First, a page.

Read/Post Comments (1) | Recommend This Article (5)

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Help us keep this a respectfully Foolish area! This is a place for our readers to discuss, debate, and learn more about the Foolish investing topic you read about above. Help us keep it clean and safe. If you believe a comment is abusive or otherwise violates our Fool's Rules, please report it via the Report this Comment Report this Comment icon found on every comment.

  • Report this Comment On February 11, 2011, at 8:01 AM, retiredpharma wrote:

    Selena,

    Good overall article re; Retirement, and factually all correct, having retired in 2007 I am living through many of your points of consideration.

    I would add that upon retirement, when taxable Income drops lower especially for those whom expenses go way down(albeit Medical goes way up!) as in my case, one could consider rolling over set sums of Regular IRA monies into Roth IRA. I receive a small pension and have Investment Income from divi paying stocks mainly.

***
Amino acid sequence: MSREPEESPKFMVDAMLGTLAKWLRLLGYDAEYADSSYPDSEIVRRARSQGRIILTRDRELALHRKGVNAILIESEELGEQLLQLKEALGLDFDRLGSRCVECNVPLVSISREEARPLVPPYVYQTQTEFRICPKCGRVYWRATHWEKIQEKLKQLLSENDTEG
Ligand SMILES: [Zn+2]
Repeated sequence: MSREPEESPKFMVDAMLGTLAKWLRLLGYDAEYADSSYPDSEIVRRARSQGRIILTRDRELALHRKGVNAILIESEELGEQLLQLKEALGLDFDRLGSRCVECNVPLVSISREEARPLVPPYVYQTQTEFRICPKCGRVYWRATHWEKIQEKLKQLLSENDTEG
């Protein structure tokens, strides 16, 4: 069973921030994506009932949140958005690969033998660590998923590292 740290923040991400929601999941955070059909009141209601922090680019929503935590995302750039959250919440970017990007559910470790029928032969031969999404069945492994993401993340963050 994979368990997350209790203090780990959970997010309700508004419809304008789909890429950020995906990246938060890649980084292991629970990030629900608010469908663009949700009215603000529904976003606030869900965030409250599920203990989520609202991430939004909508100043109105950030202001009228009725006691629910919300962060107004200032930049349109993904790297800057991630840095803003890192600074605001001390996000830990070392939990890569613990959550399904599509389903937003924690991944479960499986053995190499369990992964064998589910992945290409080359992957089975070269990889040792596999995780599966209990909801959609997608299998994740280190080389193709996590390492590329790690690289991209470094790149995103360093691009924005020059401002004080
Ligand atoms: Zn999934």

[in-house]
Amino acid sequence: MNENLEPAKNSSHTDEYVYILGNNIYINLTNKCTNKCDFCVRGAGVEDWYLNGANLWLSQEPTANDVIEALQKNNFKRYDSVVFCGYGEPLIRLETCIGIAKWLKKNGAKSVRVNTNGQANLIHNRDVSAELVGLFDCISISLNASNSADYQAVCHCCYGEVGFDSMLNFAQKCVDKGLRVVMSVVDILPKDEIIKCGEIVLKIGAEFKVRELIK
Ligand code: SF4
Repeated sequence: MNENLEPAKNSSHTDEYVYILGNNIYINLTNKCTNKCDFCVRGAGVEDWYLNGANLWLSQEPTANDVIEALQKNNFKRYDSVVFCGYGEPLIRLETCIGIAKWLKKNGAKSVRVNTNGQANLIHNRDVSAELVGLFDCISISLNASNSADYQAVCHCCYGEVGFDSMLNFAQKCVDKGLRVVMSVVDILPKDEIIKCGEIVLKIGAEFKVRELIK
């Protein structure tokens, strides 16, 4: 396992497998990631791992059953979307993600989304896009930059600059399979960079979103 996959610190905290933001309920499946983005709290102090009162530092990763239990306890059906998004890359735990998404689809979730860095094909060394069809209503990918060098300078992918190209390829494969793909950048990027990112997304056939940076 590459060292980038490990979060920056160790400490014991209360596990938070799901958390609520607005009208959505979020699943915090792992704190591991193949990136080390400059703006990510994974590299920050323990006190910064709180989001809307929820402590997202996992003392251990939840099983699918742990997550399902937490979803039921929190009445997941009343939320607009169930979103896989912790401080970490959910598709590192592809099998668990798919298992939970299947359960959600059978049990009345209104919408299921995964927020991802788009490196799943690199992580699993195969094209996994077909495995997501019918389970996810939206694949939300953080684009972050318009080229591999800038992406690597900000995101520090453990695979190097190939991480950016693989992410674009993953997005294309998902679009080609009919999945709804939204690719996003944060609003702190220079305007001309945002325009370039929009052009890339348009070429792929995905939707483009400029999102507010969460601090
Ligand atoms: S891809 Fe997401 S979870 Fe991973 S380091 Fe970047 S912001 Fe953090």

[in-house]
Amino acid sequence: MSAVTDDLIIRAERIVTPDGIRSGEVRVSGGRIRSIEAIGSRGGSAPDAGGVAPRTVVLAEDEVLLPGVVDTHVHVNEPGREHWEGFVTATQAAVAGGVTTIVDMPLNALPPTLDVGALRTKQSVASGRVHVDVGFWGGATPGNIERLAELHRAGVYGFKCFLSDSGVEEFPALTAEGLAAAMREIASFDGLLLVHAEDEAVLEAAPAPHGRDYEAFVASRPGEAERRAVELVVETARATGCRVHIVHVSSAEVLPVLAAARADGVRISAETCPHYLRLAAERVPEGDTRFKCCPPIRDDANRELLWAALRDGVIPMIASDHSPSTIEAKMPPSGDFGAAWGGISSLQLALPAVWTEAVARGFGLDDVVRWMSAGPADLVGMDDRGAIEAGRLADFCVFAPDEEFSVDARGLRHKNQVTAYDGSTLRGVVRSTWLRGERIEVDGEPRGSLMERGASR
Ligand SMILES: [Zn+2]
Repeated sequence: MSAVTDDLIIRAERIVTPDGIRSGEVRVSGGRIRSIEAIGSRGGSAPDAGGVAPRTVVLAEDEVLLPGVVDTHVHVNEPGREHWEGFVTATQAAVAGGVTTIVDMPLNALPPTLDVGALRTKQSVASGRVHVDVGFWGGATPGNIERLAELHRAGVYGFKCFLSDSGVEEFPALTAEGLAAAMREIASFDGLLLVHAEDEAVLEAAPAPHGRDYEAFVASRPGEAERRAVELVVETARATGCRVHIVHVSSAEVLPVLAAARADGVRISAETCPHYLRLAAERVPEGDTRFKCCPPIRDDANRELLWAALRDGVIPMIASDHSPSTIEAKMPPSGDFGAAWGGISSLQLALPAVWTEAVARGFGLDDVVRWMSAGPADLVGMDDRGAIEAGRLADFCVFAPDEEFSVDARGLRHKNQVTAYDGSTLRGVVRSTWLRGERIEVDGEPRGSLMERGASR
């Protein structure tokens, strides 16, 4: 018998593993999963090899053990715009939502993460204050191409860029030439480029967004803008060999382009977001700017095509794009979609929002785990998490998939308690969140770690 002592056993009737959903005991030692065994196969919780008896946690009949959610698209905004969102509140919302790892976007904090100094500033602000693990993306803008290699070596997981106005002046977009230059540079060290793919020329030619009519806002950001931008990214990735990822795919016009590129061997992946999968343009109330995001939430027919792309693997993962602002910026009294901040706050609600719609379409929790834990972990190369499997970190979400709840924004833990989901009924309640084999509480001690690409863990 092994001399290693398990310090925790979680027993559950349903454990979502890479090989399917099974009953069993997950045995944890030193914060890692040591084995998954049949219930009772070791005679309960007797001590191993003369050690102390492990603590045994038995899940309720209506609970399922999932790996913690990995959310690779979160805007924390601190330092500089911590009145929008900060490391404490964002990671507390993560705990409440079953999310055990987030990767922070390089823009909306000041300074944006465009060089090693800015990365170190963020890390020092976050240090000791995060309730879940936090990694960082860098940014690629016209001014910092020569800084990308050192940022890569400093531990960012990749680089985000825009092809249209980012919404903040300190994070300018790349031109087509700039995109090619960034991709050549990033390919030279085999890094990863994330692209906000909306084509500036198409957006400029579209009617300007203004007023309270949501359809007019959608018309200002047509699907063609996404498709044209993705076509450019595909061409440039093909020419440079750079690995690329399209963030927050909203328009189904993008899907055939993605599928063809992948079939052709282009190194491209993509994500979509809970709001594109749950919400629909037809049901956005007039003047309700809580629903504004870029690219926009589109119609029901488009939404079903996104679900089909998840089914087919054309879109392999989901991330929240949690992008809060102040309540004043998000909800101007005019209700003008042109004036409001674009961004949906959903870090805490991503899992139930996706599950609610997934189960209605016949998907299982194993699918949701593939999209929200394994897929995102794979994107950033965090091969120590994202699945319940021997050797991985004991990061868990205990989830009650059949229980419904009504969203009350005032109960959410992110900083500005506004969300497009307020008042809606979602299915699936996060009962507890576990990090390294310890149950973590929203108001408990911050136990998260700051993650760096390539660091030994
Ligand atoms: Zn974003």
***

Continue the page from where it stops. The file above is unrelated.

This will be a tax issue one way or another(pay Uncle Sam now or later?), and one must project their Income in each year when they roll over IRA money, but if you have much lower taxable income, it may be worth consideration to pay the taxes NOW and not in the future when you withdraw the funds!

    My Income dropped way down in Retirement by about 5 fold, so for me it made sense to roll over some regular IRA to roth IRA and that chunk becomes Income in that Calendar Year so do the math and figure out your taxable ceiling limits!

    retired pharma

    ps//of your pics I own PFE!

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Selena Maranjian
TMFSelena

Selena Maranjian has been writing for the Fool since 1996 and covers basic investing and personal finance topics. She also prepares the Fool's syndicated newspaper column and has written or co-written a number of Fool books. For more financial and non-financial fare (as well as silly things), follow her on Twitter...